In Defense of the FA Cup (Sort Of)

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It’s that time of year (again) where we’re supposed to give a care about football that, for the most part, the players involved don’t seem to care about – at least the ones we see on a regular basis.

I’m not talking about international week (although as a City fan, I do want the Ivory Coast to flame out of the African Cup of Nations as soon as possible). I’m talking about the Football Association Cup, or as the FA would have you believe, the oldest, most prestigious competition in all of England™.

I don’t want to take away any credit from Bradford and Middlesbrough, who both fully earned their wins. But how much did Chelsea and Manchester City really care when they’re facing each other in a game next week that will have massive implications on the title chase? Sure winning a trophy is nice, and City and Chelsea have each won it in the last five seasons, but it’s a lot of time and energy for a trophy that loses some of its luster if not accompanied by the Premier League trophy. For the top teams, winning the FA Cup is seen as a success, but is not the main goal for a season. A team will set out to win the double or the treble that includes the FA Cup, but never the FA Cup alone. Winning the Premier League carries vastly more weight than the FA Cup.

But Chelsea and City are only two teams out of the staggering 736 that play at least one match in the tournament. And where the big teams fall because they don’t really care that much, the smaller teams rise because they care so much.

This is the closest another sport comes to the greatness of March Madness. They have their fair share of differences but they both regularly produce the excitement and fun of a huge upset. We saw 2.5 major upsets yesterday with Middlesbrough beating Manchester City at home, Bradford beating Chelsea at home and Leicester beating Tottenham at home. (Tottenham losing can never really be considered that much of an upset regardless of how good they are, this is why they’re the .5.) Two days ago we saw mighty Cambridge United draw with Manchester United.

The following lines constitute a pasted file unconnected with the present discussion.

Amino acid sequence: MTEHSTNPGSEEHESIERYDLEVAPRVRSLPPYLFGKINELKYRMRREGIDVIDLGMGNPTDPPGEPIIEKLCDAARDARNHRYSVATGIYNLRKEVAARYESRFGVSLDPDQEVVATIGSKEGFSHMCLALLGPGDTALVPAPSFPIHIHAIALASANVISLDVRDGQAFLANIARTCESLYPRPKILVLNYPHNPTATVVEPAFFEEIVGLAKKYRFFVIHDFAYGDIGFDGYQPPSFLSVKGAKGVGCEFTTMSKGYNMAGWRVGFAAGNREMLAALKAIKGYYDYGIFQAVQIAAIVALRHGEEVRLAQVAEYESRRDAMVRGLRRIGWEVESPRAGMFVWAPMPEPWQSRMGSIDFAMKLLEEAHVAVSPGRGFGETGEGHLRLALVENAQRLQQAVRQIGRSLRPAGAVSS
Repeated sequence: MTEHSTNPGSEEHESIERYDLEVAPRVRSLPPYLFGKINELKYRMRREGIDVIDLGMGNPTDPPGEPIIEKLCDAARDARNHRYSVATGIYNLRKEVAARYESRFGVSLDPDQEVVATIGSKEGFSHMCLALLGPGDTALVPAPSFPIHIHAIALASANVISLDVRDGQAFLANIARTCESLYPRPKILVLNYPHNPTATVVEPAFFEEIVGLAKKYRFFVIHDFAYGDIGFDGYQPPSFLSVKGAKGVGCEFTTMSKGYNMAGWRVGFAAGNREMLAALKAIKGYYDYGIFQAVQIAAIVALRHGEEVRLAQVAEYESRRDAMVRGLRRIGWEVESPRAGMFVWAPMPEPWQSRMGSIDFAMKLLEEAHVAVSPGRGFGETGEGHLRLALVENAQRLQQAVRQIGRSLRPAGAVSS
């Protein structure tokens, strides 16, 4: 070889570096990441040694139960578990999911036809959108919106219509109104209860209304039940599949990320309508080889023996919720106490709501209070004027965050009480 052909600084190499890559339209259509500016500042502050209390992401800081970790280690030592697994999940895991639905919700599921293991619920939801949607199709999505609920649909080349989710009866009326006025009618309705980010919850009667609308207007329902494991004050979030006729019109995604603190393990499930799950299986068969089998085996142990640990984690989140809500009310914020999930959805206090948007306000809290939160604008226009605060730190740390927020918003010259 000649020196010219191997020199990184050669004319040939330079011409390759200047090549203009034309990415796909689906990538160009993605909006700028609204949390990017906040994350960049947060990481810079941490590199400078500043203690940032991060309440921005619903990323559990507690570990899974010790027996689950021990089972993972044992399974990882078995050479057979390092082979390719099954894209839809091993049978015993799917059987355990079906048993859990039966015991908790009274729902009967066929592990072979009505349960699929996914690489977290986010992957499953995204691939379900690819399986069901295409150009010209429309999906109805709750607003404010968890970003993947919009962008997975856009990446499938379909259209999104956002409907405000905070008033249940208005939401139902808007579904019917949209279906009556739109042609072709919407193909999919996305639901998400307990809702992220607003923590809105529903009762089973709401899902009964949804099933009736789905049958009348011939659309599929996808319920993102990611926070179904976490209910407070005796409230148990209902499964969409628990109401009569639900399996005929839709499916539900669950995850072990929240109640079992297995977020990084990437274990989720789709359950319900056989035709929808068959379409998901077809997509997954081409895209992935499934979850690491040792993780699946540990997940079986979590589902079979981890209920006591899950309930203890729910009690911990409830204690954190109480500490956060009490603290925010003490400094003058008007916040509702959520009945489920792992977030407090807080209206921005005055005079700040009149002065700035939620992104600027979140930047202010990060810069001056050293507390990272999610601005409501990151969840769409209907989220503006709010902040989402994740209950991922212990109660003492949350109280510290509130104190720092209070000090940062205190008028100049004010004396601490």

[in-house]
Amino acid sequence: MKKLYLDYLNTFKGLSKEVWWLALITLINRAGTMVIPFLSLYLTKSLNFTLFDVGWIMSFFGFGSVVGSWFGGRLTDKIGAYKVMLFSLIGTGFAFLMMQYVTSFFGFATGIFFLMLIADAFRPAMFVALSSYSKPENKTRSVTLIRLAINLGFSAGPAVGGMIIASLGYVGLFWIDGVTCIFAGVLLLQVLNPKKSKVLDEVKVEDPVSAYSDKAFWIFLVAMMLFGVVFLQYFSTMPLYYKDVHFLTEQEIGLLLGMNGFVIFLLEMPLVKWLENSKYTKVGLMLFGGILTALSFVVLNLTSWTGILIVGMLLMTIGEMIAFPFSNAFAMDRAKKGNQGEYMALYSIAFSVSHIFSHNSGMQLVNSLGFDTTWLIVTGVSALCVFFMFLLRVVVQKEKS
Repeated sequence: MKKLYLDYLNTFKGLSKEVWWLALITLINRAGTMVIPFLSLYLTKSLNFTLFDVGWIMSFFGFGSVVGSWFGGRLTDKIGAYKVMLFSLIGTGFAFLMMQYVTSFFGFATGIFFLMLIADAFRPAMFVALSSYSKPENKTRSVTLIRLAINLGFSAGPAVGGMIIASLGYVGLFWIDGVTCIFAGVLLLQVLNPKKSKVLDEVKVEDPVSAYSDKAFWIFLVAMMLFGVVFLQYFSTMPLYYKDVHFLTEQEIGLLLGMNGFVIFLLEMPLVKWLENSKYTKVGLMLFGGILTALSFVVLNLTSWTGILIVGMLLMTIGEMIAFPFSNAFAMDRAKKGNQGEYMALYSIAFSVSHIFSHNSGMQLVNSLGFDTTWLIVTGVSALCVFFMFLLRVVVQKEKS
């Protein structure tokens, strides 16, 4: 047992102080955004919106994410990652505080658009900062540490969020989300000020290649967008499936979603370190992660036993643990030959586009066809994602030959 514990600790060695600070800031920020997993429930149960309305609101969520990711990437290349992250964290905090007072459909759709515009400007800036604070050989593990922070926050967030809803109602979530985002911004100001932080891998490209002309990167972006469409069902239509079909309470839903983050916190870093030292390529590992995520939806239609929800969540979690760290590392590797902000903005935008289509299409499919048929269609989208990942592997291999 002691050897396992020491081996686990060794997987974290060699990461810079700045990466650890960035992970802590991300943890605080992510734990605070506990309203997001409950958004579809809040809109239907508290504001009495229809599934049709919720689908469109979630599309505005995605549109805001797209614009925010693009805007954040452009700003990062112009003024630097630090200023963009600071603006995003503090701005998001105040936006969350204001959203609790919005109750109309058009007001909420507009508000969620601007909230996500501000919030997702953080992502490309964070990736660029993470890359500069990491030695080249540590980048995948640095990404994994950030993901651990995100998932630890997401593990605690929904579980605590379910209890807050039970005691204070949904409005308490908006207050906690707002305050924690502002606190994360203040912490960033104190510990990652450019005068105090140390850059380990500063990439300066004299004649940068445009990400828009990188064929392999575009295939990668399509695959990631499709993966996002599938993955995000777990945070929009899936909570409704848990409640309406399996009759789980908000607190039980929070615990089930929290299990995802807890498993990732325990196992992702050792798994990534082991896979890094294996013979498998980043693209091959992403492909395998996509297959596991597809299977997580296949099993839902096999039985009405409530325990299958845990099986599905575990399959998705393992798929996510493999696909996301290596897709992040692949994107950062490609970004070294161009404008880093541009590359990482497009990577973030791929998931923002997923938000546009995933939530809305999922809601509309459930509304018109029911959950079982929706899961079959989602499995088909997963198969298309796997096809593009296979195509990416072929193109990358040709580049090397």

Those kind of results are just as much fun as seeing #15 Norfolk State beat #2 Missouri in 2012, #15 Lehigh beating Duke is 2012 or #14 Mercer beating #3 Duke in 2014. People enjoy to take the piss out of #TheMagicOfTheFACup and sometimes it’s deserved, but I don’t see how you don’t enjoy it as a neutral when things like that happen.

It’s understandable that a fan of a City or Chelsea might not care that much about the FA Cup. And if you’re a neutral observer, I can’t fault you for not really caring about the FA Cup either. But things like Chelsea 2-4 Bradford and City 0-2 Middlesbrough are really neat to see. It gives their fans a memory that will stick with them a lifetime, and puts them that much closer to winning a trophy that would still mean a lot to that club’s players, fans, manager, board, etc.

I guess what I’m saying is that the FA Cup isn’t as great as the league, but it’s not as bad people think.

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About Jordan Katz

Journalism student at the University of Maryland.
This entry was posted in English Premier League, Uncategorized. Bookmark the permalink.

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